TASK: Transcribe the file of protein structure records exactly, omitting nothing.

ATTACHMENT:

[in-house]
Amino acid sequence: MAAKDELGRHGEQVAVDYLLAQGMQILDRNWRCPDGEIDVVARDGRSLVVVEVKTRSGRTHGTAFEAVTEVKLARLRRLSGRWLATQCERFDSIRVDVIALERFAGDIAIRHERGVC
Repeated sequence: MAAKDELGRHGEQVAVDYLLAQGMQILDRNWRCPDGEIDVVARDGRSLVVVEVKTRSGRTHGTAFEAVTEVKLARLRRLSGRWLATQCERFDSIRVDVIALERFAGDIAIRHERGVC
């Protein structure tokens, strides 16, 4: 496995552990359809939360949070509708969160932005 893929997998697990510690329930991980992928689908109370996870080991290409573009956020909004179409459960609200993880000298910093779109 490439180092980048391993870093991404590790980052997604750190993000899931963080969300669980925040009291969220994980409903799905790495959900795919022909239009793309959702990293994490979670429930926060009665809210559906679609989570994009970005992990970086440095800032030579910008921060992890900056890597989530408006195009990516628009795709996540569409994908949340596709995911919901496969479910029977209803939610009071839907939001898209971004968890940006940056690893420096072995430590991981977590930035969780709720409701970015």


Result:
[in-house]
Amino acid sequence: MAAKDELGRHGEQVAVDYLLAQGMQILDRNWRCPDGEIDVVARDGRSLVVVEVKTRSGRTHGTAFEAVTEVKLARLRRLSGRWLATQCERFDSIRVDVIALERFAGDIAIRHERGVC
Repeated sequence: MAAKDELGRHGEQVAVDYLLAQGMQILDRNWRCPDGEIDVVARDGRSLVVVEVKTRSGRTHGTAFEAVTEVKLARLRRLSGRWLATQCERFDSIRVDVIALERFAGDIAIRHERGVC
């Protein structure tokens, strides 16, 4: 496995552990359809939360949070509708969160932005 893929997998697990510690329930991980992928689908109370996870080991290409573009956020909004179409459960609200993880000298910093779109 490439180092980048391993870093991404590790980052997604750190993000899931963080969300669980925040009291969220994980409903799905790495959900795919022909239009793309959702990293994490979670429930926060009665809210559906679609989570994009970005992990970086440095800032030579910008921060992890900056890597989530408006195009990516628009795709996540569409994908949340596709995911919901496969479910029977209803939610009071839907939001898209971004968890940006940056690893420096072995430590991981977590930035969780709720409701970015």